Callan Davies presents “strangeness” as a fresh critical paradigm for understanding the construction and performance of Jacobean drama—one that would have been deeply familiar to its playwrights and early audiences. This study brings together cultural analysis, philosophical enquiry, and the history of staged special effects to examine how preoccupation with the strange unites the verbal, visual, and philosophical elements of performance in works by Marston, Shakespeare, Middleton, Dekker, Heywood, and Beaumont and Fletcher.
Strangeness in Jacobean Drama therefore offers an alternative model for understanding this important period of English dramatic history that moves beyond categories such as “Shakespeare’s late plays,” “tragicomedy,” or the home of cynical and bloodthirsty tragedies.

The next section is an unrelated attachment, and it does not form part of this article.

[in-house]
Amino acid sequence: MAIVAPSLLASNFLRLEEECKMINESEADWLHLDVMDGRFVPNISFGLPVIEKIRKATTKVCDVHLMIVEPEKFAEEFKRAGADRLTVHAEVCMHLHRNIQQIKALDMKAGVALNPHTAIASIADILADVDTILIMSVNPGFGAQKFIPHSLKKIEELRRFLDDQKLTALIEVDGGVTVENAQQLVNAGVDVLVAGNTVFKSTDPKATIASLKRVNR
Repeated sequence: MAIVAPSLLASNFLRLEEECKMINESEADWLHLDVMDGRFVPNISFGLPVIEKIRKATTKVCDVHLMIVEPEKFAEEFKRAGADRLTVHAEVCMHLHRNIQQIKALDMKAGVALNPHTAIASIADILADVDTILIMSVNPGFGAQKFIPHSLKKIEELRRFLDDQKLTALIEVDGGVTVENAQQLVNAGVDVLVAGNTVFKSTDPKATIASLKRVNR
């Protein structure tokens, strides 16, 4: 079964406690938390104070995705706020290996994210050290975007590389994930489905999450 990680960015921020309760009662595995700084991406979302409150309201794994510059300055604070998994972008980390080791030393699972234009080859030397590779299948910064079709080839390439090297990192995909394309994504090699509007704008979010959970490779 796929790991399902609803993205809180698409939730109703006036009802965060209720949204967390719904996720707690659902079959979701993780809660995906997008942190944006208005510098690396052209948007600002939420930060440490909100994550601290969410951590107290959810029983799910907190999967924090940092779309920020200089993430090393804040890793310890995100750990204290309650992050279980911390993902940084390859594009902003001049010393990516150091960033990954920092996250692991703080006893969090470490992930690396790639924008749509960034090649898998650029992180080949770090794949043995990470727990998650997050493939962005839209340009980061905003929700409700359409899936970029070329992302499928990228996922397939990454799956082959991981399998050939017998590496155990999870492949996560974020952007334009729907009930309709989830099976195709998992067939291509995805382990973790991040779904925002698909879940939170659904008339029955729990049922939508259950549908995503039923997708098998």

This book will be of great interest to students and scholars of early modern drama and philosophy, rhetorical studies, and the history of science and technology.
Table of Contents
List of Illustrations
Chapter 1: Speech: Strange Doctrines in The Dutch Courtesan, Macbeth, The Roaring Girl, and The White Devil
Chapter 2: Rhetoric: Rhetorical Strangeness
Chapter 3: Technology: Strange Special Effects in The Tempest and The Alchemist
Chapter 4: Philosophy: Desire, Scepticism, and Spectacle in A King and No King and the Age Plays
Callan Davies researches the cultural, literary, and theatrical history of early modern England. He has taught at universities across the UK and at Shakespeare's Globe, and he is part of the project teams Before Shakespeare and Middling Culture. His work includes studies of Elizabethan playhouses, rhetoric, practice-as-research, and he edits the Curtain playhouse records for the research project Records of Early English Drama (REED).